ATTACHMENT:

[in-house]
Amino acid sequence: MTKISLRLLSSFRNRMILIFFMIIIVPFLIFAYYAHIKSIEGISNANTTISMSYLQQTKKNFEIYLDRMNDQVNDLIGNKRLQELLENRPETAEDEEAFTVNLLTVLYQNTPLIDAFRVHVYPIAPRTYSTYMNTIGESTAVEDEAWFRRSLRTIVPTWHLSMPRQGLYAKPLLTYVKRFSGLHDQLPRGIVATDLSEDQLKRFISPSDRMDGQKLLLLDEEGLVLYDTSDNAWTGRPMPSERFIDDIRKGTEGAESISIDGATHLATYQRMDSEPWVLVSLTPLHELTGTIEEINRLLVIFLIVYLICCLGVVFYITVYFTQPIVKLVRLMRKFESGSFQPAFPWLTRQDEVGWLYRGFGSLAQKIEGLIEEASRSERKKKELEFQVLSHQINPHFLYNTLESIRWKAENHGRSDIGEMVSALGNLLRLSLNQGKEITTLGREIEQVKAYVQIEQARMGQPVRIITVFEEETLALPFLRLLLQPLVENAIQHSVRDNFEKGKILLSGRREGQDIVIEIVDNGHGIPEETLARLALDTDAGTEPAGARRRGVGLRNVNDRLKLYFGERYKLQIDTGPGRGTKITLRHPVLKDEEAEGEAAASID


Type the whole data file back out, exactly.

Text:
[in-house]
Amino acid sequence: MTKISLRLLSSFRNRMILIFFMIIIVPFLIFAYYAHIKSIEGISNANTTISMSYLQQTKKNFEIYLDRMNDQVNDLIGNKRLQELLENRPETAEDEEAFTVNLLTVLYQNTPLIDAFRVHVYPIAPRTYSTYMNTIGESTAVEDEAWFRRSLRTIVPTWHLSMPRQGLYAKPLLTYVKRFSGLHDQLPRGIVATDLSEDQLKRFISPSDRMDGQKLLLLDEEGLVLYDTSDNAWTGRPMPSERFIDDIRKGTEGAESISIDGATHLATYQRMDSEPWVLVSLTPLHELTGTIEEINRLLVIFLIVYLICCLGVVFYITVYFTQPIVKLVRLMRKFESGSFQPAFPWLTRQDEVGWLYRGFGSLAQKIEGLIEEASRSERKKKELEFQVLSHQINPHFLYNTLESIRWKAENHGRSDIGEMVSALGNLLRLSLNQGKEITTLGREIEQVKAYVQIEQARMGQPVRIITVFEEETLALPFLRLLLQPLVENAIQHSVRDNFEKGKILLSGRREGQDIVIEIVDNGHGIPEETLARLALDTDAGTEPAGARRRGVGLRNVNDRLKLYFGERYKLQIDTGPGRGTKITLRHPVLKDEEAEGEAAASID